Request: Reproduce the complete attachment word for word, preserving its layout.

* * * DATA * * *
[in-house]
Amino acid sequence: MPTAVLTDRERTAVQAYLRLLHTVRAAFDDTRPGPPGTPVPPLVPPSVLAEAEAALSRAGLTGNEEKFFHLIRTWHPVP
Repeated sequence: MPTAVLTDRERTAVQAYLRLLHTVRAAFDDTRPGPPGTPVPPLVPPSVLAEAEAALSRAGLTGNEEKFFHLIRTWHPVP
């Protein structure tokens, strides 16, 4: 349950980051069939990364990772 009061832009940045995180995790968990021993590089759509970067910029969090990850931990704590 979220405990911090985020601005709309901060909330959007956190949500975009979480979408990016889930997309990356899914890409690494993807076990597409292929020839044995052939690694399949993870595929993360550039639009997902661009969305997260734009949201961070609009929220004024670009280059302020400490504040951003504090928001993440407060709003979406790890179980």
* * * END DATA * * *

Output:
[in-house]
Amino acid sequence: MPTAVLTDRERTAVQAYLRLLHTVRAAFDDTRPGPPGTPVPPLVPPSVLAEAEAALSRAGLTGNEEKFFHLIRTWHPVP
Repeated sequence: MPTAVLTDRERTAVQAYLRLLHTVRAAFDDTRPGPPGTPVPPLVPPSVLAEAEAALSRAGLTGNEEKFFHLIRTWHPVP
């Protein structure tokens, strides 16, 4: 349950980051069939990364990772 009061832009940045995180995790968990021993590089759509970067910029969090990850931990704590 979220405990911090985020601005709309901060909330959007956190949500975009979480979408990016889930997309990356899914890409690494993807076990597409292929020839044995052939690694399949993870595929993360550039639009997902661009969305997260734009949201961070609009929220004024670009280059302020400490504040951003504090928001993440407060709003979406790890179980």